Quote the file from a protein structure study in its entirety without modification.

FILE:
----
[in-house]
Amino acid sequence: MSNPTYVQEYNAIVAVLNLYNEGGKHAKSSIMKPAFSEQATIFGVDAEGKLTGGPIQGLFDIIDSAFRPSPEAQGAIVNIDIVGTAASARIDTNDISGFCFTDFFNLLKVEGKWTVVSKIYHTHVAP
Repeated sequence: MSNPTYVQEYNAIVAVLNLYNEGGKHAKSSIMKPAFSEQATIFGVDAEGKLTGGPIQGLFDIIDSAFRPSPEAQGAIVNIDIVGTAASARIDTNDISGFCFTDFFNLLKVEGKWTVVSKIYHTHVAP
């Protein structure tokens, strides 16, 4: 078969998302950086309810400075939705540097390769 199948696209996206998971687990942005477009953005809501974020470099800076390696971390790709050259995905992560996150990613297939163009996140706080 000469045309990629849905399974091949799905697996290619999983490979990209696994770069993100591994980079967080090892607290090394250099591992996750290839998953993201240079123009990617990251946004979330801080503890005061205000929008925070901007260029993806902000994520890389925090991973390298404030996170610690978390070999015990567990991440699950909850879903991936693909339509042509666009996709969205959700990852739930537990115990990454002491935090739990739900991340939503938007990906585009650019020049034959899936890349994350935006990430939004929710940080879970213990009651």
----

[in-house]
Amino acid sequence: MSNPTYVQEYNAIVAVLNLYNEGGKHAKSSIMKPAFSEQATIFGVDAEGKLTGGPIQGLFDIIDSAFRPSPEAQGAIVNIDIVGTAASARIDTNDISGFCFTDFFNLLKVEGKWTVVSKIYHTHVAP
Repeated sequence: MSNPTYVQEYNAIVAVLNLYNEGGKHAKSSIMKPAFSEQATIFGVDAEGKLTGGPIQGLFDIIDSAFRPSPEAQGAIVNIDIVGTAASARIDTNDISGFCFTDFFNLLKVEGKWTVVSKIYHTHVAP
């Protein structure tokens, strides 16, 4: 078969998302950086309810400075939705540097390769 199948696209996206998971687990942005477009953005809501974020470099800076390696971390790709050259995905992560996150990613297939163009996140706080 000469045309990629849905399974091949799905697996290619999983490979990209696994770069993100591994980079967080090892607290090394250099591992996750290839998953993201240079123009990617990251946004979330801080503890005061205000929008925070901007260029993806902000994520890389925090991973390298404030996170610690978390070999015990567990991440699950909850879903991936693909339509042509666009996709969205959700990852739930537990115990990454002491935090739990739900991340939503938007990906585009650019020049034959899936890349994350935006990430939004929710940080879970213990009651």